In particular configurations, a majority of the plurality of non-isotropic engagement members have their engagement openings directed substantially orthogonal to an attachment direction. Generally speaking, the attachment direction is the direction in which the respective first and second portions of the article are brought together into an overlapping and interengaging relationship. Thus, in FIGS. 1A-E the attachment direction is generally a direction having a cross-directional vector-component along the lateral direction 24 and toward the medial line 40 of the article. Accordingly, the plurality of non-isotropic engagement members would have their engagement openings directed substantially parallel with the medial line 40 of the article.

In the various aspects of the invention, the individual engagement members are typically flexible and resilient, but will substantially retain their initial shape during ordinary use. When flexed or deformed during ordinary use, the engagement members will substantially avoid plastically deforming to sustain the deformation, and will, instead, substantially return or “spring-back” to their original orientations and shape.

FIGS. 1A-1E are illustrations of an exemplary sanitary napkin with fasteners 36 in the form of wings or flaps. At least one first fastener component 70 is attached to the wing 36 and at least one cooperating fastener component 72 is attached to the opposite wing 36. In some embodiments of the invention, the first fastener component 70 and the cooperating fastener component 72 may be attached to each wing such that the wings may be fastened without concern for overlapping the wings in any particular order. In other yet embodiments, the wing may be formed partially or entirely of the cooperating fastener component 72 as shown by, for example, FIGS. 1B, 1D, 1D′ and 1E. FIG. 1C is an illustration of the sanitary napkin with its wings 36 or flaps secured around an undergarment or panty P. The arrows labeled A generally represent the attachment direction. The arrows labeled O generally represent the direction that is orthogonal to the attachment direction. It should be understood that this orthogonal direction is thought to be generally or substantially along or in the plane of the article although in some specific cases, it includes a minor Z-direction component.

According to the invention, the first fastener component should be configured to have an axis of maximal engagement. This can be accomplished by utilizing a plurality of engagement members 56 that are non-isotropic (i.e., anisotropic) or non-symmetric. When the axis of maximal engagement of the first fastener component is oriented to be generally orthogonal to the attachment direction (that is, the direction each fastener component is generally brought together to effect overlapping engagement), it has been unexpectedly found that the fastening system is adapted to become more interengaged as the product is worn. For example, peel force and shear force as determined utilizing standard test procedures prior to wearing the article is greater for fastening systems in which the axis of maximal engagement of the first fastener component is oriented in the attachment direction and lower for fastening systems in which the axis of maximal engagement of the first fastener component is oriented orthogonal to the attachment direction.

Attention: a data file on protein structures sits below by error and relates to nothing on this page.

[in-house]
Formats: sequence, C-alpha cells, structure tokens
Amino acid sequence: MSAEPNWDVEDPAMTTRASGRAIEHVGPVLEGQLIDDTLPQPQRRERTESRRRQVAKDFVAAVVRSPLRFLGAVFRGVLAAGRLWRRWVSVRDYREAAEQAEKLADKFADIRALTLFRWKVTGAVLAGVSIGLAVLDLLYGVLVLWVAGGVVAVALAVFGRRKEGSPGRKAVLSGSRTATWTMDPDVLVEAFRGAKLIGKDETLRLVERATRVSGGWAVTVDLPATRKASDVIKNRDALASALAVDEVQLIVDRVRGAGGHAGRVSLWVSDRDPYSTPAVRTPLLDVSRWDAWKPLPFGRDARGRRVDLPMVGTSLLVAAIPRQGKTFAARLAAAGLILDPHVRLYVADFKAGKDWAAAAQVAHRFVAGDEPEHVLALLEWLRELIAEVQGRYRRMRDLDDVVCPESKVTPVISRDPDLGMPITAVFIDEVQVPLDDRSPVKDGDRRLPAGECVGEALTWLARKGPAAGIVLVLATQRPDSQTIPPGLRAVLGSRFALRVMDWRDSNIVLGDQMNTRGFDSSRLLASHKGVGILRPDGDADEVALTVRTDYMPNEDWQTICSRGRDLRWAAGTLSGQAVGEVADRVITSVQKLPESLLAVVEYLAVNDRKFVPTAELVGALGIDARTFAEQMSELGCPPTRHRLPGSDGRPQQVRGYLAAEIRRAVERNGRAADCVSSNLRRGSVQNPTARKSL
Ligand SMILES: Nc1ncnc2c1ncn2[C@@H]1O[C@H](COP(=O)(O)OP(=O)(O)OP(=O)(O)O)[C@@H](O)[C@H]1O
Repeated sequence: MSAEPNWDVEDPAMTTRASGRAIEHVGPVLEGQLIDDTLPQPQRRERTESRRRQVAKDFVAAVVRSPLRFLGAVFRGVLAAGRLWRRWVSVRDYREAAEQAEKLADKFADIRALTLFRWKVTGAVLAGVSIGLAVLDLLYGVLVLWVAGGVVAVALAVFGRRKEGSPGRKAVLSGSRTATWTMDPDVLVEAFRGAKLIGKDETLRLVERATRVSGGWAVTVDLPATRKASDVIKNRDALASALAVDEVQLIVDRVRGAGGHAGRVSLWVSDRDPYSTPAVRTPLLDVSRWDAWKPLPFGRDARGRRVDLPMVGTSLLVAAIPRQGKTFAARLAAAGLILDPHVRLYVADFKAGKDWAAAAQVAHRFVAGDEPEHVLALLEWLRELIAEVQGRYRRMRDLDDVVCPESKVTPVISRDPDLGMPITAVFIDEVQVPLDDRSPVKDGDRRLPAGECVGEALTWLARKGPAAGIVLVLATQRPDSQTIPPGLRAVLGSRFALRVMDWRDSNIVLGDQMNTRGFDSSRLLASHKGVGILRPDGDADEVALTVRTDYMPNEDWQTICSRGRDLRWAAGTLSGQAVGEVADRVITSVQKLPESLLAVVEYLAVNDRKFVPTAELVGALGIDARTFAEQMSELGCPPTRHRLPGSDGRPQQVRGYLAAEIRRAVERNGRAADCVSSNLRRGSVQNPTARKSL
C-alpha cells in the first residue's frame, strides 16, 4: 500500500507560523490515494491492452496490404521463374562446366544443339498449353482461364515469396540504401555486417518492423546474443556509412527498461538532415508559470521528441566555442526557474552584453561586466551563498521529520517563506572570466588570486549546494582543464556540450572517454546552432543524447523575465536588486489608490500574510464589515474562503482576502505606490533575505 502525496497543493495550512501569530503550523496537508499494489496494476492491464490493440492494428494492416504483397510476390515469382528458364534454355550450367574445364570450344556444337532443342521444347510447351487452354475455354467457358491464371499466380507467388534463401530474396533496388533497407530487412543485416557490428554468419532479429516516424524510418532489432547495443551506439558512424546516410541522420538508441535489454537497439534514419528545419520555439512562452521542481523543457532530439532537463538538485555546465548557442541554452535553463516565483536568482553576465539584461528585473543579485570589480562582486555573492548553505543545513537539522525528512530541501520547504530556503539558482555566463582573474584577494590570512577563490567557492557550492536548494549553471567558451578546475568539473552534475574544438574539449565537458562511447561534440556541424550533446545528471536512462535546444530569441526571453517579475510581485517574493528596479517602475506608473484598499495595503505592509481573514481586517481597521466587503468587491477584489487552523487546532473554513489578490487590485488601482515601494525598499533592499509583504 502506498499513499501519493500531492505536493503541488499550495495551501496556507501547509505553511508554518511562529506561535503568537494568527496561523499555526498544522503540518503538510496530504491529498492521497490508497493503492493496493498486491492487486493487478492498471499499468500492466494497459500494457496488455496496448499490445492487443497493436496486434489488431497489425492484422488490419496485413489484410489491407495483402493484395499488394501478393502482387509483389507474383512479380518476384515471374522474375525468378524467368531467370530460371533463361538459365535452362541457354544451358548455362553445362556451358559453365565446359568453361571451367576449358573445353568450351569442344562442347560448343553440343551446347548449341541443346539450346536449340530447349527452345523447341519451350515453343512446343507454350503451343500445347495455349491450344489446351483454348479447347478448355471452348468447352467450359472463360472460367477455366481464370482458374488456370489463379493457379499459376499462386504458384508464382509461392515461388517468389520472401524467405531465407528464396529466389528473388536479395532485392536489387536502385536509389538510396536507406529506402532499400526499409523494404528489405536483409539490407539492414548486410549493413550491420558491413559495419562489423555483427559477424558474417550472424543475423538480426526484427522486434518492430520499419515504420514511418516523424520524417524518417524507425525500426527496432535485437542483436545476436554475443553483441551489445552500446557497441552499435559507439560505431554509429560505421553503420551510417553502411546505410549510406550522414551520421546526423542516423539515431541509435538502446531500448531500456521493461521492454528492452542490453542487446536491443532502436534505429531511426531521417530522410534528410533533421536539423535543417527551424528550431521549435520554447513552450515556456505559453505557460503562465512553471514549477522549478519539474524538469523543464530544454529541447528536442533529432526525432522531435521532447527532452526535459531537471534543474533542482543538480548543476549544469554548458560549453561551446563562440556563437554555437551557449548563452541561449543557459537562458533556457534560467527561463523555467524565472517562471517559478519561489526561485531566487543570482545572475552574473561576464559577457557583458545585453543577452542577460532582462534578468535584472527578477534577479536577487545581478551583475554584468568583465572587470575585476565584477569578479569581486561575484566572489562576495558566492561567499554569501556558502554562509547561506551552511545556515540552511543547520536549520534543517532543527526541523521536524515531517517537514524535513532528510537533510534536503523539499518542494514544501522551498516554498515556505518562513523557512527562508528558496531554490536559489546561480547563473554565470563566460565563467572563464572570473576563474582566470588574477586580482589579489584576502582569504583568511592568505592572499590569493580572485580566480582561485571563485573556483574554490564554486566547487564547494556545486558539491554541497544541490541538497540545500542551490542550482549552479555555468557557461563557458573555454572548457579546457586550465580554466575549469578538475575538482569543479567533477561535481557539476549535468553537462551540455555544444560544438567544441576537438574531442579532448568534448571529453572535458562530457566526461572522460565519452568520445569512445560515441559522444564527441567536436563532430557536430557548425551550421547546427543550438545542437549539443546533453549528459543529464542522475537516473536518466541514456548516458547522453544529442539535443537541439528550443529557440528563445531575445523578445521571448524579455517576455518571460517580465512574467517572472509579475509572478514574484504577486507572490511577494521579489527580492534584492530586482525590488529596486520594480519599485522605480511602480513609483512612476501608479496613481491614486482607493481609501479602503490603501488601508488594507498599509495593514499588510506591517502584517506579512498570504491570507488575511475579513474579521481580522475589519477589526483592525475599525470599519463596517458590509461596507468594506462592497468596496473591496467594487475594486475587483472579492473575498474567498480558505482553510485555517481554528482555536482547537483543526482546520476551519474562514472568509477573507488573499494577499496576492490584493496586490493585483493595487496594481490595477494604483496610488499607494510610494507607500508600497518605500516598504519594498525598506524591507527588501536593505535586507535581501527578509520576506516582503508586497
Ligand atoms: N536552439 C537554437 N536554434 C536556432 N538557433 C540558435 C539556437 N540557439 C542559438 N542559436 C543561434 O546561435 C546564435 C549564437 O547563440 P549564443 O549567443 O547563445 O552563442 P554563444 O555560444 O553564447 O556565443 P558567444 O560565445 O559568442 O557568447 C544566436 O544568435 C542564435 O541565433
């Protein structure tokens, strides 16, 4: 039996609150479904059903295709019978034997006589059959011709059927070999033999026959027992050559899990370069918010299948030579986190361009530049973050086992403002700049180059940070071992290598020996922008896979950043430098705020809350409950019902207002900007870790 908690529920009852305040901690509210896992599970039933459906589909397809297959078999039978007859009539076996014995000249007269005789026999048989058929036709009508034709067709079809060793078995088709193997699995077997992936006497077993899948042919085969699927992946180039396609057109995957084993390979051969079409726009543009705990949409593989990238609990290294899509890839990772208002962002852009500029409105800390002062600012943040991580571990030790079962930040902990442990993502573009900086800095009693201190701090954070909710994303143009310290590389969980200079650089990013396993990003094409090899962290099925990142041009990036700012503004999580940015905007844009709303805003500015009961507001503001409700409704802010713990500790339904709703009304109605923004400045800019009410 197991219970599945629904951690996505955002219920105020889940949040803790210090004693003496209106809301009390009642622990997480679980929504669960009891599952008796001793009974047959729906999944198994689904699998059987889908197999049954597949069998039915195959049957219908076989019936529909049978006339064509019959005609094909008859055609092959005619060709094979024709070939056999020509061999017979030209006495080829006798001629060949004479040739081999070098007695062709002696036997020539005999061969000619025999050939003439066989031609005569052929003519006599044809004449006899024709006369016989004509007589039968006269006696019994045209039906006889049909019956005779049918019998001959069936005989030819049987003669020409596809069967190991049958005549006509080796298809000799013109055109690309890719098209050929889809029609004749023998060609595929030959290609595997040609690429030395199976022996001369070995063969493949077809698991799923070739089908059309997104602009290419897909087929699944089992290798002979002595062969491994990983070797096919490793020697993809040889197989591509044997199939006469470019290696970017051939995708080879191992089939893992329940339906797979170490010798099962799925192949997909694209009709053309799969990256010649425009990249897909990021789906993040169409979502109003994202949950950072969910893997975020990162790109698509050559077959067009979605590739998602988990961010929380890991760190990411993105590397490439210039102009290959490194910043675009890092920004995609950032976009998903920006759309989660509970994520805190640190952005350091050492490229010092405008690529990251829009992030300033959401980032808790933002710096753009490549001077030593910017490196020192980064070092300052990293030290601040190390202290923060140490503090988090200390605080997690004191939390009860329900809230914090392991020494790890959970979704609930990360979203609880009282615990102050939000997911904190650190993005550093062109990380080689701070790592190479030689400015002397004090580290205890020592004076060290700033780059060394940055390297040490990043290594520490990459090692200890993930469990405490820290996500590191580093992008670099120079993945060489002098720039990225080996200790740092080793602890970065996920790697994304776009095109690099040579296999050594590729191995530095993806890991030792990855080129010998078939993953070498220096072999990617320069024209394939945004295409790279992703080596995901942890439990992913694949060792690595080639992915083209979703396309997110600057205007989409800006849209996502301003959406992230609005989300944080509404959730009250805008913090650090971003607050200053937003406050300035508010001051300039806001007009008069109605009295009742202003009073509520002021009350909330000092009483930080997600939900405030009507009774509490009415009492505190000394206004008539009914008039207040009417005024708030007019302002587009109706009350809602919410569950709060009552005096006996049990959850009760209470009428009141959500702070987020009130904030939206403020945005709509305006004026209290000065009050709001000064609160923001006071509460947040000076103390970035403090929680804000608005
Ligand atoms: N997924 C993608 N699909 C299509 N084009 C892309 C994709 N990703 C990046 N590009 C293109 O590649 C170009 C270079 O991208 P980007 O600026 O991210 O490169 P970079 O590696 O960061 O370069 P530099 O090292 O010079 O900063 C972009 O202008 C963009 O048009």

When the peel force and the shear force were measured after use, the values increased for both orientations. However, the peel force and sheer force values measured for fastening systems in which the axis of maximal engagement of the first fastener component is oriented orthogonal to the attachment direction were greater than those measured for fastening systems in which the axis of maximal engagement of the first fastener component is oriented in the attachment direction.

The following is a brief description of the orientation direction with respect to the lengthwise, longitudinal direction 26 and the lateral cross-wise direction depicted in FIGS. 1A, 1D and 1D′. In one exemplary sanitary napkin, the orientation of the axis of maximal engagement of the first fastener component in the attachment direction meant orienting the first fastener component so its axis of maximal engagement was in the cross-machine direction or the lateral cross-direction 24 shown in FIGS. 1A, 1D and 1D′. Thus, for that sanitary napkin, the orientation of the axis of maximal engagement of the first fastener component generally orthogonal to the attachment direction meant orienting the first fastener component so its axis of maximal engagement was in the machine direction or the lengthwise, longitudinal direction 26 shown in FIGS. 1A, 1D and 1D′.

In another aspect of the invention, the fastening system also provides ease of use or application benefits. As shown in FIGS 5A-C, the wings or fasteners 36 may be engaged on the topsheet side T or body side of the sanitary napkin or incontinence article 10 while the peel strip PS protecting the garment adhesive (not shown) is removed. The article may then be placed in position on an undergarment P then the wings may be engaged.